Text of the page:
Monday, November 5, 2007

Answering Learning Process Questions

1. How did I learn more effective ways to study, to figure out what was important and how to retain information without writing it down.

I learned about study skills when I started doing tutoring at the campus study skills center. The center did a lot of work with students to teach effective study skills and while waiting for students to arrive I would look at the handouts and sit in on some sessions. When I graduated from college and started work on my first masters degree, I became the graduate assistance in one of the branch campus study skills centers and suddenly found myself teaching these same courses. I eventually started using these skills in my daily life including reading summaries and introductions to books and paragraphs, focusing in on topic sentences and ending sentences and focusing on lists and materials that showed up again and again.

With work often what I read is material that will come up in a meeting later on. I have a pretty good memory for work materials and I find if I talk to someone about the topic the material sticks even better. I even find if I've read something and it doesn't make sense, hearing people talk about the material will help me to understand and remember the material. I will write dates down and will make lists to jog my memory if I can't get something done in a timely manner or if I'm really tired or it's the end of the day when I'm at my low energy point.

2. Why do I follow text with a ruler?

Because when I normally read material I read it very quickly, sometimes so quickly that I feel like I'm not retaining material. When I read with a ruler I'm forcing myself to slow down and read and think about everything on the page.

3. Why do I read the articles with a pen and Takaki like a novel without a pen?

The articles often have materials I know I need to remember for class discussions. So I read with a pen to highlight materials I want to remember or material that relates to what I am doing at work. Often I discuss this material with my colleagues which helps me to remember it more and to tie it even more closely to work activities.

I have a hard time with Takaki because a part of me disagrees with him and wants to focus more on try to get past these historic issues and deal with what's happening in the world today. However I also know a lot of what is already in Takaki so instead of having to read to remember I read more to figure out what I should do for the class assignment. As I know a lot of Takaki already I don't feel the need to highlight anything specific in the book and items that I didn't know get discussed with my husband or with family members who also know this history.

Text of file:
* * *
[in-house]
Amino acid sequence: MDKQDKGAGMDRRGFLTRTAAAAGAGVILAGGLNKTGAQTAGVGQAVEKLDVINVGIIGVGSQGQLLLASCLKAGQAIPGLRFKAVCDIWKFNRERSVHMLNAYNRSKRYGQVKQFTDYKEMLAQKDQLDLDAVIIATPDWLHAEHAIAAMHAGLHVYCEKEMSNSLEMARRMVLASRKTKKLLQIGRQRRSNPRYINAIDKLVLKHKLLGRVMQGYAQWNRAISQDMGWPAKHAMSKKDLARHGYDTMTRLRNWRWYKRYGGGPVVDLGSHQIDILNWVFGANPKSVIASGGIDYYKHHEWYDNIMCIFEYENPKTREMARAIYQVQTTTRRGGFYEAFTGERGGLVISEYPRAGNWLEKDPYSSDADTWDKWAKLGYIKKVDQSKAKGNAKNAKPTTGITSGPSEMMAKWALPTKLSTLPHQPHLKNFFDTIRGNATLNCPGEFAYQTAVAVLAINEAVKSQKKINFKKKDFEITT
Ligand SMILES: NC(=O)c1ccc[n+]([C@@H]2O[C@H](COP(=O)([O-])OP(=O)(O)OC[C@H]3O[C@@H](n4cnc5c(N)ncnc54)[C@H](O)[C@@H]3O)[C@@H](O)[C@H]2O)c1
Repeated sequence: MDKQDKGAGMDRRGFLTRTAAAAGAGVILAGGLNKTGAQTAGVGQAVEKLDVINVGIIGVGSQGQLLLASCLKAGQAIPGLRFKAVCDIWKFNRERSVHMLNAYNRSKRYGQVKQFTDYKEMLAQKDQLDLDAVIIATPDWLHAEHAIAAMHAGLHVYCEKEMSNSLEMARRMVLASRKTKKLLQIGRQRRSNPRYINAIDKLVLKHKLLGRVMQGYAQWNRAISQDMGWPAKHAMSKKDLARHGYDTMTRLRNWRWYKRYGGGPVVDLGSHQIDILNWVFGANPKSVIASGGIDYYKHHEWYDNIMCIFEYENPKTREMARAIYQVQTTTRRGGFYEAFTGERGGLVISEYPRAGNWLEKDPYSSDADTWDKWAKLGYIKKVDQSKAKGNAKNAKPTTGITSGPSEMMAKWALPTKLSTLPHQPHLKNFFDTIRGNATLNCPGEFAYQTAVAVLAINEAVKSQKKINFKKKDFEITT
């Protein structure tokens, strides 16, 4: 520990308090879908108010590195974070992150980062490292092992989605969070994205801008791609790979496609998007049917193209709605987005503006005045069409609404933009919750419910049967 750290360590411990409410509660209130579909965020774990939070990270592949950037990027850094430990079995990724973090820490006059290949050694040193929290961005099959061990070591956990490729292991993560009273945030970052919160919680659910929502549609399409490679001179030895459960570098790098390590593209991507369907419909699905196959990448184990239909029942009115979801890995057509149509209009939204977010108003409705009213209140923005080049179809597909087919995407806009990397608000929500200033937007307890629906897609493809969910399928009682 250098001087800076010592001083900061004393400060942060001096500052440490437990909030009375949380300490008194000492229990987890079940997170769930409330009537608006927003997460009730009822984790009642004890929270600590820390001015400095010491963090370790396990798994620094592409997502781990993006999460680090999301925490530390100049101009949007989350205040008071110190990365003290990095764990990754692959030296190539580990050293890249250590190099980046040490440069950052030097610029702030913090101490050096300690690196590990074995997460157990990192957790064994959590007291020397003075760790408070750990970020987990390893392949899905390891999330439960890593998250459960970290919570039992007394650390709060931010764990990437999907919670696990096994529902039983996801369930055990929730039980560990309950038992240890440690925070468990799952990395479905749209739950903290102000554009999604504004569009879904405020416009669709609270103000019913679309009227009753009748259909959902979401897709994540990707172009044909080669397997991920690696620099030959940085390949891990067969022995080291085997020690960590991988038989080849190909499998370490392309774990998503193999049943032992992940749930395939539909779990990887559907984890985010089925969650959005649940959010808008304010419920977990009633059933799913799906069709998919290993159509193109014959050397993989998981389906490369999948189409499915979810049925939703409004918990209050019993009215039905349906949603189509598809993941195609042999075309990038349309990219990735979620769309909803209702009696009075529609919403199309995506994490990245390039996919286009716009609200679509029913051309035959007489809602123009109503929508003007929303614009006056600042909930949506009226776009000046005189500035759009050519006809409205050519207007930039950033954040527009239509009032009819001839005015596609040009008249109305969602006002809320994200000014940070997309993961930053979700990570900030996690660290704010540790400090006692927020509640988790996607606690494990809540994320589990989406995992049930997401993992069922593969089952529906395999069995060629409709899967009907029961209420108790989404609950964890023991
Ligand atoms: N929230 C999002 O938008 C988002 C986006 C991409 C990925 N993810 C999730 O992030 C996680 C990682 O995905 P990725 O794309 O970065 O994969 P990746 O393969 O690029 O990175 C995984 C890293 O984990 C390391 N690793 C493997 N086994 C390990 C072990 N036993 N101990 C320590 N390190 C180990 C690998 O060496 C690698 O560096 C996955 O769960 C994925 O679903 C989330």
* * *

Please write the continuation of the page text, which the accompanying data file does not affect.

4. How do I compare Takaki with other sources and what kinds of questions do I ask as I read Takaki? How do I find his items one sided and what do other sources say about the colonization of the Americas?

I will admit that during the first few weeks I read Takaki I wanted to throw the book away, burn it or do other horrible things to it. I found the book annoying and whiney and wished that it included both sides of immigration experience so that readers could compare and contrast and could understand what was happening as the first groups arrived in the United States. As Takaki has moved away from a "the whites are evil point of view" to a "this is the immigrant experience point of view" I've gotten more comfortable with the book.

I was fortunate to have a family that indulged my love of reading and gave me lots of diverse books that looked at the American experience in different ways. I think I am bringing forward these ideas when I read Takaki. My family and my previous instructors also encouraged me to look at both sides of an argument and I will try to find the good and bad in everything. What was going on in the English/white minds as they settled in the United States? Was everything based on saving the savages? Or were there people who believed that Indians were good and were intelligent? Why doesn't Takaki mention that in his discussions?

As a reference librarian/archivist by training I like to search for other information that answers my questions. I'm also married to an American history buff who also knows quite a bit and has a huge American history library that I can use for research. I also have a lot of learned friends. When I've talked to them about Takaki they have given their comments and encouraged me to be open-minded toward Takaki which has been easier said than done.

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